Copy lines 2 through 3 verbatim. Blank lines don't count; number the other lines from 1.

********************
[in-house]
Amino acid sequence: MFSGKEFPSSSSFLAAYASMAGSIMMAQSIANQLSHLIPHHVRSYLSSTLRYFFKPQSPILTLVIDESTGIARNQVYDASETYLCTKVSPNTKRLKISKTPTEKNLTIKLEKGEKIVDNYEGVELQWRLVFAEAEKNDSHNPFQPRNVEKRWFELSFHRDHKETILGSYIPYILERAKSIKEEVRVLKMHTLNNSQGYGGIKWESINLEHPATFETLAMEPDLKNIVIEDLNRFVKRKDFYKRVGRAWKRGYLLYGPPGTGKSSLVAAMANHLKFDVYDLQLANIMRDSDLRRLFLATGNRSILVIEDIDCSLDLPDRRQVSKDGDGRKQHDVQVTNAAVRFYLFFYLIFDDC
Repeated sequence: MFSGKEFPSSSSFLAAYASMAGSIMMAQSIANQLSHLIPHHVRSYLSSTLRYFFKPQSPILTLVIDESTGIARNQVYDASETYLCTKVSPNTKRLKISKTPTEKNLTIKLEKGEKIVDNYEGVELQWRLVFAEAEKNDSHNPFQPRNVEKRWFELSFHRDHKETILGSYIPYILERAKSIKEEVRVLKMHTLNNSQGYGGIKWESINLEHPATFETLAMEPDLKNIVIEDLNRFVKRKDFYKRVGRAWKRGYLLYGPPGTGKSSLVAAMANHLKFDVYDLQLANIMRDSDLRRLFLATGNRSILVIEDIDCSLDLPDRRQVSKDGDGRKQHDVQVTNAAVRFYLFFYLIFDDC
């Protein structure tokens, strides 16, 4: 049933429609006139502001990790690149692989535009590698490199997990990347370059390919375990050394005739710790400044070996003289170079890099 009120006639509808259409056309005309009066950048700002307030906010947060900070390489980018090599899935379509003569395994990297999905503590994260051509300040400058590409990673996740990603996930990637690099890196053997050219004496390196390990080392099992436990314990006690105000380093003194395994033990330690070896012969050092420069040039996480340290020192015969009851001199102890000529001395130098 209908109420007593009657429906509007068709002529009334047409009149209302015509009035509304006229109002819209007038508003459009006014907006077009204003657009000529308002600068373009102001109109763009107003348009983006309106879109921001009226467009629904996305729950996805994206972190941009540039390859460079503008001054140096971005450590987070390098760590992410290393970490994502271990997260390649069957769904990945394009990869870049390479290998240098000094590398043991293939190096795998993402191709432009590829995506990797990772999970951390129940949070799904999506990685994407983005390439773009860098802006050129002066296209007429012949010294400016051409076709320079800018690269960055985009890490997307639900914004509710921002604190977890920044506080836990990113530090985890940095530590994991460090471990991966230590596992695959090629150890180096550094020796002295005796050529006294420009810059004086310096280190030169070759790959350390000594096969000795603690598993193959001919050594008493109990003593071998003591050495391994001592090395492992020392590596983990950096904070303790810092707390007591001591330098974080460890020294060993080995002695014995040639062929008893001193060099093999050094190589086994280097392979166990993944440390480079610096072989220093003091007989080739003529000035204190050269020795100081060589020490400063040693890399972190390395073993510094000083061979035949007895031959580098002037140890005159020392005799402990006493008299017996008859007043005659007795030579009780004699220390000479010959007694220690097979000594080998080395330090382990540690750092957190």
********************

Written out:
Amino acid sequence: MFSGKEFPSSSSFLAAYASMAGSIMMAQSIANQLSHLIPHHVRSYLSSTLRYFFKPQSPILTLVIDESTGIARNQVYDASETYLCTKVSPNTKRLKISKTPTEKNLTIKLEKGEKIVDNYEGVELQWRLVFAEAEKNDSHNPFQPRNVEKRWFELSFHRDHKETILGSYIPYILERAKSIKEEVRVLKMHTLNNSQGYGGIKWESINLEHPATFETLAMEPDLKNIVIEDLNRFVKRKDFYKRVGRAWKRGYLLYGPPGTGKSSLVAAMANHLKFDVYDLQLANIMRDSDLRRLFLATGNRSILVIEDIDCSLDLPDRRQVSKDGDGRKQHDVQVTNAAVRFYLFFYLIFDDC
Repeated sequence: MFSGKEFPSSSSFLAAYASMAGSIMMAQSIANQLSHLIPHHVRSYLSSTLRYFFKPQSPILTLVIDESTGIARNQVYDASETYLCTKVSPNTKRLKISKTPTEKNLTIKLEKGEKIVDNYEGVELQWRLVFAEAEKNDSHNPFQPRNVEKRWFELSFHRDHKETILGSYIPYILERAKSIKEEVRVLKMHTLNNSQGYGGIKWESINLEHPATFETLAMEPDLKNIVIEDLNRFVKRKDFYKRVGRAWKRGYLLYGPPGTGKSSLVAAMANHLKFDVYDLQLANIMRDSDLRRLFLATGNRSILVIEDIDCSLDLPDRRQVSKDGDGRKQHDVQVTNAAVRFYLFFYLIFDDC